|Re: Grammar for optional elements cfc@shell01.TheWorld.com (Chris F Clark) (2007-06-21)|
|A Grammar Writing Question email@example.com (Lowell Thomas) (2007-07-23)|
|Re: A Grammar Writing Question cfc@shell01.TheWorld.com (Chris F Clark) (2007-07-26)|
|Re: A Grammar Writing Question firstname.lastname@example.org (glen herrmannsfeldt) (2007-07-26)|
|Re: A Grammar Writing Question email@example.com (Steve Horne) (2007-07-27)|
|Re: A Grammar Writing Question DrDiettrich1@aol.com (Hans-Peter Diettrich) (2007-07-27)|
|Re: A Grammar Writing Question cfc@shell01.TheWorld.com (Chris F Clark) (2007-07-28)|
|Re: A Grammar Writing Question firstname.lastname@example.org (Sylvain Schmitz) (2007-07-29)|
|[1 later articles]|
|From:||"Lowell Thomas" <email@example.com>|
|Date:||Mon, 23 Jul 2007 10:18:50 -0400|
|Keywords:||parse, design, question|
|Posted-Date:||26 Jul 2007 00:55:56 EDT|
Chris F Clark <cfc@shell01.TheWorld.com> wrote: (07-06-053)
>Well, to be precise the set of PEGs are a subset of the set
>of predicated grammars. (And the reason for that is that there are
>cases where you need the unordered | to express certain languages. In
>addition, I believe there are also cases where some languages require
>non-linear backtracking to express.)
Tony Finch <firstname.lastname@example.org> wrote: (07-06-054)
>Interesting. Do you have any examples or citations? Ford's paper on the
>formal properties of PEGs says that it is an open question whether there
>are context-free languages that cannot be described with PEGs, and I
>wonder if ordered choice is relevant.
Chris F Clark <cfc@shell01.TheWorld.com> wrote: (07-07-009)
>I've been trying to track down where I read about ordered choice using
>google and haven't had any luck yet ... perhaps the author
>of the paper/web page I was reading will happen to read this,
>recognize that I am refering to them, and chime in.
I'm also interested in this question. It may be a bit off topic for the
original thread these quotes are from, so I wanted to rephrase the question.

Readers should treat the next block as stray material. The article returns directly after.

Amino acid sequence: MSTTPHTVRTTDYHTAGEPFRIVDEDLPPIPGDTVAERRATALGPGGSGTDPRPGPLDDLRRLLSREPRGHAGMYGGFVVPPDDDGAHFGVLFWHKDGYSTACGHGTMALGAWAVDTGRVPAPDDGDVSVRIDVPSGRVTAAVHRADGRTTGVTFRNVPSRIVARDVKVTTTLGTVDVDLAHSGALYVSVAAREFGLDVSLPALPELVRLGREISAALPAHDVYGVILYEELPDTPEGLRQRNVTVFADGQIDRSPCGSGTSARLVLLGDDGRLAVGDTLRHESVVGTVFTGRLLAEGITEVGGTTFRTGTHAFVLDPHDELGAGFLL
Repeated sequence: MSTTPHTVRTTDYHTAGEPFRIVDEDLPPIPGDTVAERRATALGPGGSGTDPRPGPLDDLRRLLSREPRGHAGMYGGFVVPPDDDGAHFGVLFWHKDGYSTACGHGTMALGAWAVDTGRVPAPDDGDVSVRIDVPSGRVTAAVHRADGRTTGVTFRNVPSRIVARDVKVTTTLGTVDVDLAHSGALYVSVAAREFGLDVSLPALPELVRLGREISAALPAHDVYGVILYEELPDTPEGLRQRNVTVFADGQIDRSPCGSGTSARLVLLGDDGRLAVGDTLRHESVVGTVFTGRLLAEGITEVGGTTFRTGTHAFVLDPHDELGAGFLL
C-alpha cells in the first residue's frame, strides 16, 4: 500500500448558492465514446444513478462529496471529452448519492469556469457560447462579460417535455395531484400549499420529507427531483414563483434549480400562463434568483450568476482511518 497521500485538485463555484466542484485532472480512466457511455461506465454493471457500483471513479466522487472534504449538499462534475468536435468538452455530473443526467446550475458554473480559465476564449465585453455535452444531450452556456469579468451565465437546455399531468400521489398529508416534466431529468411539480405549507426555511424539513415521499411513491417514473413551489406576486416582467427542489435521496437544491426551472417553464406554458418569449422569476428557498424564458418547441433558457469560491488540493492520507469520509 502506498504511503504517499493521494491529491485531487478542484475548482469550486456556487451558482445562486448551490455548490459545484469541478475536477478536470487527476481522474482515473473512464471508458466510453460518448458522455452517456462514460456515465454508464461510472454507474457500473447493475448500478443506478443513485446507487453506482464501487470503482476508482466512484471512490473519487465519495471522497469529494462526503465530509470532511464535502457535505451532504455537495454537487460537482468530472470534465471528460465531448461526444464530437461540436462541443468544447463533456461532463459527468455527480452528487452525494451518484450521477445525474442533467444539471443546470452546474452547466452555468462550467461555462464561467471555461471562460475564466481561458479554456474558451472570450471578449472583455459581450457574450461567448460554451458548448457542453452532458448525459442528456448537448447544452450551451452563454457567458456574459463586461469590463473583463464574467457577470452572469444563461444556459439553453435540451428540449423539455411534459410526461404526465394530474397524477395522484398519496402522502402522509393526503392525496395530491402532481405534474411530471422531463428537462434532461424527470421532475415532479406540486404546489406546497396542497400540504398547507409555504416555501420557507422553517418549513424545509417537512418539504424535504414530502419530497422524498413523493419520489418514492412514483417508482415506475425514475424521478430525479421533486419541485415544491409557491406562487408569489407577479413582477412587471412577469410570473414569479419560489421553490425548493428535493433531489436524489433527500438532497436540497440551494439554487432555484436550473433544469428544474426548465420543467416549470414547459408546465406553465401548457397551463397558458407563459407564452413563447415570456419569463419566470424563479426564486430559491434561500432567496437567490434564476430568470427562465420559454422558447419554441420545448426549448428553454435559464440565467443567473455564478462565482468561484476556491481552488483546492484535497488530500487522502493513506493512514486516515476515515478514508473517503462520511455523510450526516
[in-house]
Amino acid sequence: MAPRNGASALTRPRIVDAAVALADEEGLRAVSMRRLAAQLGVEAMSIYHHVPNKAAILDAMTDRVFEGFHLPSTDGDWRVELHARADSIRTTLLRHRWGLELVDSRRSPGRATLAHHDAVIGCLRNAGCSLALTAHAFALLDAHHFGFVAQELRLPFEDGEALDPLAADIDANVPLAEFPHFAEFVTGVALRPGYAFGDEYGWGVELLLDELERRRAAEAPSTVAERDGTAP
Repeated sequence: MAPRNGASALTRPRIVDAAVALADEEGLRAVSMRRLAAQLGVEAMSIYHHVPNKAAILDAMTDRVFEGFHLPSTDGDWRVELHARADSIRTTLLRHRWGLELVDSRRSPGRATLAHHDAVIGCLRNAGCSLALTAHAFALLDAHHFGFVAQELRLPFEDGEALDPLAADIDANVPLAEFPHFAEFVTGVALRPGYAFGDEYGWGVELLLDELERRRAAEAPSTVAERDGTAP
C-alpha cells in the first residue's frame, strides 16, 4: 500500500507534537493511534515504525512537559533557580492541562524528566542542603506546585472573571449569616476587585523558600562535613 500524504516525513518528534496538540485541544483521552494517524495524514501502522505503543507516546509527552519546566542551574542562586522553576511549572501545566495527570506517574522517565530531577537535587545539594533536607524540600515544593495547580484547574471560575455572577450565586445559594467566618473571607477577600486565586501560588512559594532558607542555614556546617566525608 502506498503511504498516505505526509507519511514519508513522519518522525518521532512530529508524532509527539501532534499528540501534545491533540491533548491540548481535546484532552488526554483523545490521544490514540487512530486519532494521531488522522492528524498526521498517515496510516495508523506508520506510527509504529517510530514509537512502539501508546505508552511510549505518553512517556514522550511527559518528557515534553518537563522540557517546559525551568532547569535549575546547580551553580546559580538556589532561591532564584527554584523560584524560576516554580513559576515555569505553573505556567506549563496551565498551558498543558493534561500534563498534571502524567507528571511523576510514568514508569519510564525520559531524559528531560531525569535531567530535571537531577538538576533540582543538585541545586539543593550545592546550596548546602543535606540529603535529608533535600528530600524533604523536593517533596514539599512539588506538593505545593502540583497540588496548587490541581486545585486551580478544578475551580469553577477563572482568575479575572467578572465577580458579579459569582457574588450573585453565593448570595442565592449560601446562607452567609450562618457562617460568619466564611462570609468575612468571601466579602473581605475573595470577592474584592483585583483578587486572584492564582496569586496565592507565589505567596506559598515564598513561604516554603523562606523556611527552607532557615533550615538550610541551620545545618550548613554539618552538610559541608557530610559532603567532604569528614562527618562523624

In my limited experience with grammar (re-)writing I have never come across
a language situation that I couldn't resolve with an ordered-choice parser
(OCP, one that tries alternates from an ordered list and accepts the first
match, ignoring any other possible matches in the list.) I've often
suspected that the reason Ford couldn't prove that there are context-free
languages that cannot be described with a PEG is that none exist. I've often
seen criticisms of OCP (but don't have any references handy) on the grounds
that they miss some of the valid language strings that the grammar allows.
This is, of course, true if your objective is to start with a grammar and
then ask for the complete language that it describes. But it seems to me
that most practical situations have it the other way around. Given a
specific problem, you first conceptualize the kinds of strings the language
must contain and then try to write a grammar that generates them. Grammar
writing is, so it seems to me, where the rubber meets the road between human
creativity and automata.
So the question is, can anyone point out a practical situation where the
language truly requires an exhaustive parser (one that pursues all possible
ambiguities)? Also, can anyone provide a practical example of an exponential
grammar (O(n**x), n = string length, x>1)?
P.S. My limited experience suggests another possible benefit to OCP grammar
writing. The ambiguities that cause trouble for an OCP usually look to me
like they would create a lot thrashing, dead ends and backtracking for an
exhaustive parser. Working out those kinks in the grammar not only makes it
work with an OCP, but might also greatly improve it for use by any other
parser as well. Any comments on this?
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